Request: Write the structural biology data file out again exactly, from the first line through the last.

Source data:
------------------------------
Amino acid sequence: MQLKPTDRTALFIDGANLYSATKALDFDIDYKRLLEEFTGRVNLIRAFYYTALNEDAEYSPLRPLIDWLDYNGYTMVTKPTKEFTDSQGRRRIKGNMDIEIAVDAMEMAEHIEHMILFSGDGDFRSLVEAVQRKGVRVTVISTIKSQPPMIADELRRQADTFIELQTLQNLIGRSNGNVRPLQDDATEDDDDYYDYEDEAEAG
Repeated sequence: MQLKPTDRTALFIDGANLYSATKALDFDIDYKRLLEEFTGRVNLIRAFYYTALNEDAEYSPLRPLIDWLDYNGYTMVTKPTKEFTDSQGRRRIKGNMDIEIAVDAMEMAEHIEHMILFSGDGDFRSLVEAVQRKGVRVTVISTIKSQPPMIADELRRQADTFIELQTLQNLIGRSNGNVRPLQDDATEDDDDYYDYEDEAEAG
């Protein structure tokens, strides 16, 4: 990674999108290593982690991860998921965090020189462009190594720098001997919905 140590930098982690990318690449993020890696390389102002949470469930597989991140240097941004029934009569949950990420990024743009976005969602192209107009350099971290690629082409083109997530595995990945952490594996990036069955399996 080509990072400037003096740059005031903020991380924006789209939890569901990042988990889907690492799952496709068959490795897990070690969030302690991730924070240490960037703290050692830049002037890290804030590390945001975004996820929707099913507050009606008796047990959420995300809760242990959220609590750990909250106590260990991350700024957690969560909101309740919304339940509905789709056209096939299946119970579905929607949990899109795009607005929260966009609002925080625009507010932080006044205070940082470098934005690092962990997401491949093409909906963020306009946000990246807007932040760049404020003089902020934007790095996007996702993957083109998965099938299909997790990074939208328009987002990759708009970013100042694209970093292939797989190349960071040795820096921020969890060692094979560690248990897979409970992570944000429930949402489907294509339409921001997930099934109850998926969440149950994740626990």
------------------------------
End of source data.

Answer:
Amino acid sequence: MQLKPTDRTALFIDGANLYSATKALDFDIDYKRLLEEFTGRVNLIRAFYYTALNEDAEYSPLRPLIDWLDYNGYTMVTKPTKEFTDSQGRRRIKGNMDIEIAVDAMEMAEHIEHMILFSGDGDFRSLVEAVQRKGVRVTVISTIKSQPPMIADELRRQADTFIELQTLQNLIGRSNGNVRPLQDDATEDDDDYYDYEDEAEAG
Repeated sequence: MQLKPTDRTALFIDGANLYSATKALDFDIDYKRLLEEFTGRVNLIRAFYYTALNEDAEYSPLRPLIDWLDYNGYTMVTKPTKEFTDSQGRRRIKGNMDIEIAVDAMEMAEHIEHMILFSGDGDFRSLVEAVQRKGVRVTVISTIKSQPPMIADELRRQADTFIELQTLQNLIGRSNGNVRPLQDDATEDDDDYYDYEDEAEAG
């Protein structure tokens, strides 16, 4: 990674999108290593982690991860998921965090020189462009190594720098001997919905 140590930098982690990318690449993020890696390389102002949470469930597989991140240097941004029934009569949950990420990024743009976005969602192209107009350099971290690629082409083109997530595995990945952490594996990036069955399996 080509990072400037003096740059005031903020991380924006789209939890569901990042988990889907690492799952496709068959490795897990070690969030302690991730924070240490960037703290050692830049002037890290804030590390945001975004996820929707099913507050009606008796047990959420995300809760242990959220609590750990909250106590260990991350700024957690969560909101309740919304339940509905789709056209096939299946119970579905929607949990899109795009607005929260966009609002925080625009507010932080006044205070940082470098934005690092962990997401491949093409909906963020306009946000990246807007932040760049404020003089902020934007790095996007996702993957083109998965099938299909997790990074939208328009987002990759708009970013100042694209970093292939797989190349960071040795820096921020969890060692094979560690248990897979409970992570944000429930949402489907294509339409921001997930099934109850998926969440149950994740626990």